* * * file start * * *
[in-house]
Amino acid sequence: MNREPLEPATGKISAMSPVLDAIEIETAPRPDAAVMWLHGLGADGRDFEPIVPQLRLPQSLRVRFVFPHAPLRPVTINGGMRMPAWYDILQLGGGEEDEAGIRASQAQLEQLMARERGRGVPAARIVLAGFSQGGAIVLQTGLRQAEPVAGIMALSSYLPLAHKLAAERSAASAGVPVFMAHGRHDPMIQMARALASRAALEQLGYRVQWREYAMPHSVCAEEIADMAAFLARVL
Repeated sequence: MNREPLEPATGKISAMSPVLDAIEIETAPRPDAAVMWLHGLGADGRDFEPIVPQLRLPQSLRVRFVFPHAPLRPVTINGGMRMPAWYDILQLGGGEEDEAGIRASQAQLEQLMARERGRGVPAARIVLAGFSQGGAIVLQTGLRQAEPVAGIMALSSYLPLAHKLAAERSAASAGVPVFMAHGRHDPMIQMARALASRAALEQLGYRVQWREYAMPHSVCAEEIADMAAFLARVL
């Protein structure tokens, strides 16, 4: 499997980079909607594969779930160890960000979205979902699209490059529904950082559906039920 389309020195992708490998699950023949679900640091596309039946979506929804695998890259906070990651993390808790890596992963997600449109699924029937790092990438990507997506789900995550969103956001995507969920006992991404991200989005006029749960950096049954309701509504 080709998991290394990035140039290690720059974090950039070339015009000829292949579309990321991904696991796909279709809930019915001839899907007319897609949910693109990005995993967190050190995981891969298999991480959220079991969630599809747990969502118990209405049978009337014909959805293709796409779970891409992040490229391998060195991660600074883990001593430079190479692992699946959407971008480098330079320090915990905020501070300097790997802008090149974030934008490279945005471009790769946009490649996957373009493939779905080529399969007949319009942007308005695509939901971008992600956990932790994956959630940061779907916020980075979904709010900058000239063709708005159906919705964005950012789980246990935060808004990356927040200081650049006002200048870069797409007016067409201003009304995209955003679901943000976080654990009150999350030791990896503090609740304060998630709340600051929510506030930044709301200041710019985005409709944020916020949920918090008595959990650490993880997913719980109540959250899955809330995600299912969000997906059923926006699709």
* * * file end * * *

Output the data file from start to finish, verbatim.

[in-house]
Amino acid sequence: MNREPLEPATGKISAMSPVLDAIEIETAPRPDAAVMWLHGLGADGRDFEPIVPQLRLPQSLRVRFVFPHAPLRPVTINGGMRMPAWYDILQLGGGEEDEAGIRASQAQLEQLMARERGRGVPAARIVLAGFSQGGAIVLQTGLRQAEPVAGIMALSSYLPLAHKLAAERSAASAGVPVFMAHGRHDPMIQMARALASRAALEQLGYRVQWREYAMPHSVCAEEIADMAAFLARVL
Repeated sequence: MNREPLEPATGKISAMSPVLDAIEIETAPRPDAAVMWLHGLGADGRDFEPIVPQLRLPQSLRVRFVFPHAPLRPVTINGGMRMPAWYDILQLGGGEEDEAGIRASQAQLEQLMARERGRGVPAARIVLAGFSQGGAIVLQTGLRQAEPVAGIMALSSYLPLAHKLAAERSAASAGVPVFMAHGRHDPMIQMARALASRAALEQLGYRVQWREYAMPHSVCAEEIADMAAFLARVL
């Protein structure tokens, strides 16, 4: 499997980079909607594969779930160890960000979205979902699209490059529904950082559906039920 389309020195992708490998699950023949679900640091596309039946979506929804695998890259906070990651993390808790890596992963997600449109699924029937790092990438990507997506789900995550969103956001995507969920006992991404991200989005006029749960950096049954309701509504 080709998991290394990035140039290690720059974090950039070339015009000829292949579309990321991904696991796909279709809930019915001839899907007319897609949910693109990005995993967190050190995981891969298999991480959220079991969630599809747990969502118990209405049978009337014909959805293709796409779970891409992040490229391998060195991660600074883990001593430079190479692992699946959407971008480098330079320090915990905020501070300097790997802008090149974030934008490279945005471009790769946009490649996957373009493939779905080529399969007949319009942007308005695509939901971008992600956990932790994956959630940061779907916020980075979904709010900058000239063709708005159906919705964005950012789980246990935060808004990356927040200081650049006002200048870069797409007016067409201003009304995209955003679901943000976080654990009150999350030791990896503090609740304060998630709340600051929510506030930044709301200041710019985005409709944020916020949920918090008595959990650490993880997913719980109540959250899955809330995600299912969000997906059923926006699709």